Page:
The second group applies principles of administrative procedures carefully. Unlike the first category, these administrative courts applied various norms of LAP related to principles such as the principles of inadmissibility of bureaucratic formalism, research, opportunity to be heard, proportionality, and protection of trust. Interestingly, only 9 decisions out of 200 have included the above principles. These administrative courts provided full and clear interpretations of those principles.

For example, the prosecutor of Mirzo Ulugbek district protested khokim’s favorable to Hamidullin administrative act (about the allocation of lands and recognition of property rights), stating that it did not comply with the norms of LAP and other acts of legislation. On the basis of the protest, khokim canceled this administrative act. As a result, Hamidullin filed a lawsuit and demanded to recognize the cancelation as invalid. 

By analyzing this case, we can see the signs of violation on four particular of administrative procedures: the research, the protection of trust, the legality, and the opportunity to be heard.

Firstly, khokim did not take into consideration Hamidullin’s trust in the favorable administrative act since he constructed some buildings on allocated lands, which cost him a great deal of money. According to the principle of protection of trust, only conscientious interested parties’ trust is protected by law, and administrative bodies should respect their legitimate expectations. Hamidullin should have been compensated by khokimiyat (local municipality for the favorable administrative act’s cancellation. Secondly, khokim did not fully and comprehensively investigate the prosecutor’s protest. The prosecutor issued a protest based only on one normative act which did not regulate these legal relations.  Meanwhile, the protest did not have any legal connection with the subject matter of khokim’s administrative act; subsequently, khokim also violated the principle of research. In such case, khokim should have refused to satisfy the protest. Finally, khokim violated the requirements of Art. 3359, and 60 of LAP because he could not provide any evidence informing Hamidullin about adopting a new unfavorable administrative act. Therefore, the principles of legality and the opportunity to be heard were violated. Based on the violation of these principles, the court recognized khokim’s unfavorable administrative act as invalid.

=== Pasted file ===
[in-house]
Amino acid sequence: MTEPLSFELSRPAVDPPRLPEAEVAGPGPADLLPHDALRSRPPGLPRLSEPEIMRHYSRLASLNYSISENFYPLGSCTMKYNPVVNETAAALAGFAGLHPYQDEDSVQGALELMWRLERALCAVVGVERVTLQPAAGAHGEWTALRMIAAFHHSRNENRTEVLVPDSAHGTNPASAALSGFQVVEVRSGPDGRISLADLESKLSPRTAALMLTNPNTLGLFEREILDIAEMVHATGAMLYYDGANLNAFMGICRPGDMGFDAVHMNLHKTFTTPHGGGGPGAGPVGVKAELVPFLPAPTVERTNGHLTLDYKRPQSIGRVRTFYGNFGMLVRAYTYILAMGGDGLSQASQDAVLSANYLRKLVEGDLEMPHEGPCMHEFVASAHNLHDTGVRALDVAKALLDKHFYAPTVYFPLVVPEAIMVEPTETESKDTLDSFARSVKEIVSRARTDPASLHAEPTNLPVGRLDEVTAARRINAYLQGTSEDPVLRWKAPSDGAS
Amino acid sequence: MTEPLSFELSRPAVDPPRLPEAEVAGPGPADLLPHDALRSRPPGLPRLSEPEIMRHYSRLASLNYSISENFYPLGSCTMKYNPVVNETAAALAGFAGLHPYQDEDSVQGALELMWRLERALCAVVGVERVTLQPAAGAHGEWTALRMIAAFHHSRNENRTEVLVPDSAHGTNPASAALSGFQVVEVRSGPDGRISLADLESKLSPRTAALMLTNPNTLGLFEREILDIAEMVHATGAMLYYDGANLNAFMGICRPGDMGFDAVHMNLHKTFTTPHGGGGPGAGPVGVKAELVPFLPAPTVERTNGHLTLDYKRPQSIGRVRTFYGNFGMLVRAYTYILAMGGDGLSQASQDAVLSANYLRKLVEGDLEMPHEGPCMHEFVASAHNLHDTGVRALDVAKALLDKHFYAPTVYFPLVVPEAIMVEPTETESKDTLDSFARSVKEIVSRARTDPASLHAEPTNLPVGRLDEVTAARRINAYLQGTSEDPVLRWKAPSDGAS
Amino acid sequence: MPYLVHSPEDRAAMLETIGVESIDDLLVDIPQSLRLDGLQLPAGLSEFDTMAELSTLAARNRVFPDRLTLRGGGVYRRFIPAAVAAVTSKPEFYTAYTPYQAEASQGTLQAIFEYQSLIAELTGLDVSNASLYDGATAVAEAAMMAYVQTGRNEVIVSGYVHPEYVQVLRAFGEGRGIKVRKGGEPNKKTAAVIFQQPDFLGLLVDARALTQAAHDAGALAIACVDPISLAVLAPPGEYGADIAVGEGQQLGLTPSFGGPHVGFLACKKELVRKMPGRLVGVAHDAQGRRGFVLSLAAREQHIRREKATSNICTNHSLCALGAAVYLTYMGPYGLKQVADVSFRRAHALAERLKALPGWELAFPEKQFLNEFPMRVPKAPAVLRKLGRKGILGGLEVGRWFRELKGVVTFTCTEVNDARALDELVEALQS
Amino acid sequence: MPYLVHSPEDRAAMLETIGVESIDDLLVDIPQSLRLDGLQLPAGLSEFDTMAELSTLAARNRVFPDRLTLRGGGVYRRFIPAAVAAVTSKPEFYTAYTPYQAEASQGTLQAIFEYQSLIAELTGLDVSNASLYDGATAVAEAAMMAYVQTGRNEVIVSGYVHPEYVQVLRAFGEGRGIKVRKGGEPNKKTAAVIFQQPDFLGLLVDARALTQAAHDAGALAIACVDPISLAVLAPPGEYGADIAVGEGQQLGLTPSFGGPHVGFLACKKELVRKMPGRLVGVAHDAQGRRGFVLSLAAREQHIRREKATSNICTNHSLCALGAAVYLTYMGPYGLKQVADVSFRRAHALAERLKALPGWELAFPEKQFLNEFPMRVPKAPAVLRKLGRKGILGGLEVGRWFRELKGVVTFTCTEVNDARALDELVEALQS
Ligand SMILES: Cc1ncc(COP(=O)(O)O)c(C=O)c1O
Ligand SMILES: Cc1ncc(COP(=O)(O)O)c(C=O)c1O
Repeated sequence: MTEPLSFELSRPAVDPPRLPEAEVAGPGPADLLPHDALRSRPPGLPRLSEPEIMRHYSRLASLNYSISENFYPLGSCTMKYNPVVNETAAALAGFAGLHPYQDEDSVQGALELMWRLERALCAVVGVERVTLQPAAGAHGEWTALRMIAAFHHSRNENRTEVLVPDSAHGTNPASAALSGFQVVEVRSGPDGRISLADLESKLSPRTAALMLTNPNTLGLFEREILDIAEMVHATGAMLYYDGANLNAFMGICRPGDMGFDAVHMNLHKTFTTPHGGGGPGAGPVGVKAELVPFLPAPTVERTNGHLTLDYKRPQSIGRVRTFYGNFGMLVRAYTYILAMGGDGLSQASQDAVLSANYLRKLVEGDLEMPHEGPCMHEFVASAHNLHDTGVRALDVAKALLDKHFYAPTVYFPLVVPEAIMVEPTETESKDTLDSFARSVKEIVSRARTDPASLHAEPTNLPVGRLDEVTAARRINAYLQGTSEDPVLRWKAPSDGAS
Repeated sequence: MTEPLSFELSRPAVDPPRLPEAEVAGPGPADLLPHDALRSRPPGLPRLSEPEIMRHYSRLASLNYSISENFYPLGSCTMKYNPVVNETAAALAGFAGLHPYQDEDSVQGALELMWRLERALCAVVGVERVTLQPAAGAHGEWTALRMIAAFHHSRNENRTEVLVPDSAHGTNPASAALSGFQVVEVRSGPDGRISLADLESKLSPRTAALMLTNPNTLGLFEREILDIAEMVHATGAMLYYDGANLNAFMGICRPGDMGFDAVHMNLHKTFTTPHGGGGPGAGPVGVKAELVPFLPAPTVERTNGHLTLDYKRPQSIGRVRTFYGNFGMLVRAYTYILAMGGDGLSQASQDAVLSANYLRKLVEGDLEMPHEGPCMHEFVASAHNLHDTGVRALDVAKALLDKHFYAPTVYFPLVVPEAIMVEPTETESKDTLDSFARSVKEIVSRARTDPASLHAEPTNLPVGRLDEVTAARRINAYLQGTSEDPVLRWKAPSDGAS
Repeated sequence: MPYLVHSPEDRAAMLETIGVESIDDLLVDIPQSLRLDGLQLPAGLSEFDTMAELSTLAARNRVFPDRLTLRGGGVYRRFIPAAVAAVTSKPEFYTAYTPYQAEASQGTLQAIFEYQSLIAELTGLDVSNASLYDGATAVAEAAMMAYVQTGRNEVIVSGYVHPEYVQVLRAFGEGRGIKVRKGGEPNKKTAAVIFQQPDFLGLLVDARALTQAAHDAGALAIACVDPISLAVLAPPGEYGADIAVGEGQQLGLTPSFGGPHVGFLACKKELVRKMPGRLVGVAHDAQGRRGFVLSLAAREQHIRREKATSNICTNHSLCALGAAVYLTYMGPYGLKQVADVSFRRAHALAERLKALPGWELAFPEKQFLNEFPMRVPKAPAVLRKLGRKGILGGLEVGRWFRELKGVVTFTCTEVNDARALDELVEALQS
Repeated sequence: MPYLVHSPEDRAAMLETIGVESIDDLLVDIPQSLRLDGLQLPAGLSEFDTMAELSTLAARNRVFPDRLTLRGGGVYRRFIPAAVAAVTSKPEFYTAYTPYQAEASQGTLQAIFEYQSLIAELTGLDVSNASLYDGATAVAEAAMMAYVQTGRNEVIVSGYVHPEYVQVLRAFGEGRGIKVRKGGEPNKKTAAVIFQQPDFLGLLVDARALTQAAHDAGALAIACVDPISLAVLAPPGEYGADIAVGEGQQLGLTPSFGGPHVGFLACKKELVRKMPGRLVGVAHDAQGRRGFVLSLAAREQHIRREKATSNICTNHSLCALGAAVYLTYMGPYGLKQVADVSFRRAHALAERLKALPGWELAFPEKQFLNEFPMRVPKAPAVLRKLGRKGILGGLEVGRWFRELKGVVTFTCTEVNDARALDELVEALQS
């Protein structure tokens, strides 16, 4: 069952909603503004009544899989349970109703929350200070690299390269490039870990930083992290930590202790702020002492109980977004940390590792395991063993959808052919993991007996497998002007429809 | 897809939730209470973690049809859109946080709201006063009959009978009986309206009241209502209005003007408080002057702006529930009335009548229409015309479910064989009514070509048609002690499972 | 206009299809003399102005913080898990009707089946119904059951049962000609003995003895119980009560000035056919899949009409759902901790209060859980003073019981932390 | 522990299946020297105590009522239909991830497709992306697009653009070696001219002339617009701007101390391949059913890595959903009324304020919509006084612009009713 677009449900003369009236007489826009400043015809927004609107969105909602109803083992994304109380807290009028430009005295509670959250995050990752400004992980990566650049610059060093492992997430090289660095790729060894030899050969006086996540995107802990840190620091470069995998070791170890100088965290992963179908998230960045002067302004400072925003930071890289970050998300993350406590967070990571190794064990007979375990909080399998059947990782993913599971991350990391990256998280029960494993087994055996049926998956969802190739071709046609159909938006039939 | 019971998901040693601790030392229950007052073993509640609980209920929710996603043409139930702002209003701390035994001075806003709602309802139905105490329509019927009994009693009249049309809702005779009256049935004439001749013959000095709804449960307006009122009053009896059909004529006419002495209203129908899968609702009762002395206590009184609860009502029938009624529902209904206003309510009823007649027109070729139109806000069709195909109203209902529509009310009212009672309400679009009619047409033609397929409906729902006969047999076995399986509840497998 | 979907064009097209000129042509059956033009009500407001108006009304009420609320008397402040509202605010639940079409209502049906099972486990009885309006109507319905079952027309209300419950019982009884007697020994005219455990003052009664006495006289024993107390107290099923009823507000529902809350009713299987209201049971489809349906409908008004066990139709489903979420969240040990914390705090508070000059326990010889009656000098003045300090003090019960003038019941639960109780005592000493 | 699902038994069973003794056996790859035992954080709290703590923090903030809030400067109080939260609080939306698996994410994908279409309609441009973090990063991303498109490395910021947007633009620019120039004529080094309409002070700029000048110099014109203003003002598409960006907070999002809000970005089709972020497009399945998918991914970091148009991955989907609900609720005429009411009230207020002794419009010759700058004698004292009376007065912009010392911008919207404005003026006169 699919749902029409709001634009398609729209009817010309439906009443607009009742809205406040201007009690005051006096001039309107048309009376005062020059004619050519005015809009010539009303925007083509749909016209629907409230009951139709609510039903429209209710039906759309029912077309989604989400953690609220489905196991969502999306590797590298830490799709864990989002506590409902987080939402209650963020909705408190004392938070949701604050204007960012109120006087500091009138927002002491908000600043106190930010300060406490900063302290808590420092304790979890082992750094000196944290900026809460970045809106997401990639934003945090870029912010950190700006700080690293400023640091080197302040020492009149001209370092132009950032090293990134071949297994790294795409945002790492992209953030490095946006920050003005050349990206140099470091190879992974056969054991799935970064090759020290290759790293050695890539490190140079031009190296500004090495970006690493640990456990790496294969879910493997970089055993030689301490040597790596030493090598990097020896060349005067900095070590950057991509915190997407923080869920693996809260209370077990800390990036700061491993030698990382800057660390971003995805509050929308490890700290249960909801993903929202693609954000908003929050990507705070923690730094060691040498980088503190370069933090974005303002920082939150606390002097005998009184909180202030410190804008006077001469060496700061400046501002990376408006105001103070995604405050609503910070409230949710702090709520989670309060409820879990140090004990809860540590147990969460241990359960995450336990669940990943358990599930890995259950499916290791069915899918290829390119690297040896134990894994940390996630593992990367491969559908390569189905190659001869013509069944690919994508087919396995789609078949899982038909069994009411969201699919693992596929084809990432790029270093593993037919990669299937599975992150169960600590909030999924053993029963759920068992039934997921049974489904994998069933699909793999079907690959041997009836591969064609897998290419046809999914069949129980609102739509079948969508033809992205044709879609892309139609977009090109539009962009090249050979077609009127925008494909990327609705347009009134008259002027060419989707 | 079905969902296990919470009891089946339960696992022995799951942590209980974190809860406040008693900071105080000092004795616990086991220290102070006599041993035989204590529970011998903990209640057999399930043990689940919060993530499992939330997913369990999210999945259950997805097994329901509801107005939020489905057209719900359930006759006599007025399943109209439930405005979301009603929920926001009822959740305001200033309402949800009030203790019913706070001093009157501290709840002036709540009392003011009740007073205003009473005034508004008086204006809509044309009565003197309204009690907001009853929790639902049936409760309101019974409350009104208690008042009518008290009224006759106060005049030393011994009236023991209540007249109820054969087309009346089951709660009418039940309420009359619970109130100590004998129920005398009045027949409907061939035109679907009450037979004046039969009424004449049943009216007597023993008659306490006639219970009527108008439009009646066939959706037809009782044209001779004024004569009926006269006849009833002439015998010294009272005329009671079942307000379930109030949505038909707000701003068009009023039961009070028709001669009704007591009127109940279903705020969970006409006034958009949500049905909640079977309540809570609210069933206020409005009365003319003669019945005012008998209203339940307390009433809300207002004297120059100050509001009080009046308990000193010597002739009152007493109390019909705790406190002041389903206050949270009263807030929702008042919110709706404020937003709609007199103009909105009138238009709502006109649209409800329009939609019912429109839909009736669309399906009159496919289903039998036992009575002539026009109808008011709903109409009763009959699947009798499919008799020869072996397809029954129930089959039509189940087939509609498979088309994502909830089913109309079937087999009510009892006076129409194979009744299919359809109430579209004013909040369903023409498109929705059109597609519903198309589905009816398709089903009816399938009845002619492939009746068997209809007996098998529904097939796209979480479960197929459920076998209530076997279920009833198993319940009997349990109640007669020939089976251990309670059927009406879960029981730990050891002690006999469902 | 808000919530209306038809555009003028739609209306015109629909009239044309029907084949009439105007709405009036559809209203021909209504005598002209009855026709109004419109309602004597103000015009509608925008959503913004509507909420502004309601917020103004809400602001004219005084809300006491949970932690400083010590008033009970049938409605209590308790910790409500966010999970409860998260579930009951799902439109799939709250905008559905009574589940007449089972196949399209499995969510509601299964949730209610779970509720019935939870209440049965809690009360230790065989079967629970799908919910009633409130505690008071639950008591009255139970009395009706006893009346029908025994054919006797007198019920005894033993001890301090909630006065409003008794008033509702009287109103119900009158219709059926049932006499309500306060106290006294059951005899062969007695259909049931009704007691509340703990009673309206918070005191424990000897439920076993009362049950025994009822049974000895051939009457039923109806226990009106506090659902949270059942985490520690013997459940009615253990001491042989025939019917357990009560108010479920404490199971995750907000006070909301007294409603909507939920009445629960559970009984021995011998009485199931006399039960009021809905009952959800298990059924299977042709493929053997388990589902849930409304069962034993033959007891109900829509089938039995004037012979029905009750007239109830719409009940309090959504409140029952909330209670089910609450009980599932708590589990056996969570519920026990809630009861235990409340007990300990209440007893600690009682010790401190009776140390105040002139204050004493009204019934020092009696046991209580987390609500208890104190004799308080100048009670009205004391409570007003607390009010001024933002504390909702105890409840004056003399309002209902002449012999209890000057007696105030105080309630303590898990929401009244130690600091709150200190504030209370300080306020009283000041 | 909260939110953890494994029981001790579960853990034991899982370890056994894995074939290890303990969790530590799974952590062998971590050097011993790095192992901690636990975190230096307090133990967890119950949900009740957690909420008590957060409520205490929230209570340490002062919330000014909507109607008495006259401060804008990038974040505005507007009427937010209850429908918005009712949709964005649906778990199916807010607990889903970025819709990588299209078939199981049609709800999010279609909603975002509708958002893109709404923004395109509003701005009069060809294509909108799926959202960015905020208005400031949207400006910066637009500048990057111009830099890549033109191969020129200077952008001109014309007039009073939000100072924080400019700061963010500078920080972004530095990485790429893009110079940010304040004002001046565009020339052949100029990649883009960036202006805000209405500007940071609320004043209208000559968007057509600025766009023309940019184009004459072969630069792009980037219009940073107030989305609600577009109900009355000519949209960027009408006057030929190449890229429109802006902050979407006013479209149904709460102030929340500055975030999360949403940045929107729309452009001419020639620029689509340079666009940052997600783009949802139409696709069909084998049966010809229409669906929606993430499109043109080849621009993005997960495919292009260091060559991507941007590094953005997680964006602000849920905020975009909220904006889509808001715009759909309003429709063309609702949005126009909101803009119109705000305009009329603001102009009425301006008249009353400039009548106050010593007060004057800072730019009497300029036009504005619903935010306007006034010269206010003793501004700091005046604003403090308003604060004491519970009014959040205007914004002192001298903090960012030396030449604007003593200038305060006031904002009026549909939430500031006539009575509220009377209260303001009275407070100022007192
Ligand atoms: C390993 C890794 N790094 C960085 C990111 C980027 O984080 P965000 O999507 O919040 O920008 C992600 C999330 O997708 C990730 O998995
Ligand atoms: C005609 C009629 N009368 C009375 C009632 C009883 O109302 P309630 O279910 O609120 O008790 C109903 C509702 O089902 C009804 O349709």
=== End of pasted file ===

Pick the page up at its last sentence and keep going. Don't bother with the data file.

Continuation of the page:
The third group does not apply the principles of administrative procedures, instead, it applies the norms of other laws established within Uzbekistan. For instance, while hearing administrative disputes related to licensing, registration procedures, and the provision of public services, administrative courts tend to apply the norms of Law ‘On Licensing, Permission and Notification Procedures’, Law ‘About E-government’, Law ‘On State Registration of Rights to Real Estate’, and etc.

However, they can use the norms and principles of LAP effectively because its scope also covers the above-mentioned relations (Art. 3 of LAP). In other words, these administrative courts do not rush to apply the principles of LAP in their practice albeit courts should be encouraged to apply the principles because the former’s decisions must be not only lawful but also well-founded (Art. 154 of the Code). In order to achieve a well-founded decision, courts have to interpret the principles of administrative procedures and apply them to both administrative bodies and interested parties.


This blog post aimed analyzing the judicial practice of administrative courts on the application of the principles of administrative procedures. The analysis showed that the application of these principles ensures courts make not only lawful but also well-founded decisions, which involve specific interpretations of legal norms and principles of administrative procedures to administrative bodies and interested parties. Although the present study had a limited scope of reviewing only a small number of court decisions, it illustrates that some administrative courts apply principles effectively; whereas, the others either use the principles carefully, or avoid using such principles in their decisions at all. Courts should be encouraged to apply the principles described in this article in order to reach well-founded decisions, that are required by law.

The following table summarizes the key findings of the analysis shared through this blog post:

Categorization of administrative courtsNumber of decisions (out of 200)Application of the principles of administrative procedures
First category10The principle of the opportunity to be heard
Second category9The principles of inadmissibility of bureaucratic formalism, research, opportunity to be heard, proportionality, and protection of trust
Third category181No principles of administrative procedures.

Cite as:  Komron Tursunmurodov, “Analysis of Judicial Practice on the Application of Principles of Administrative Procedures”, Uzbekistan Law Blog, 23.02.2024.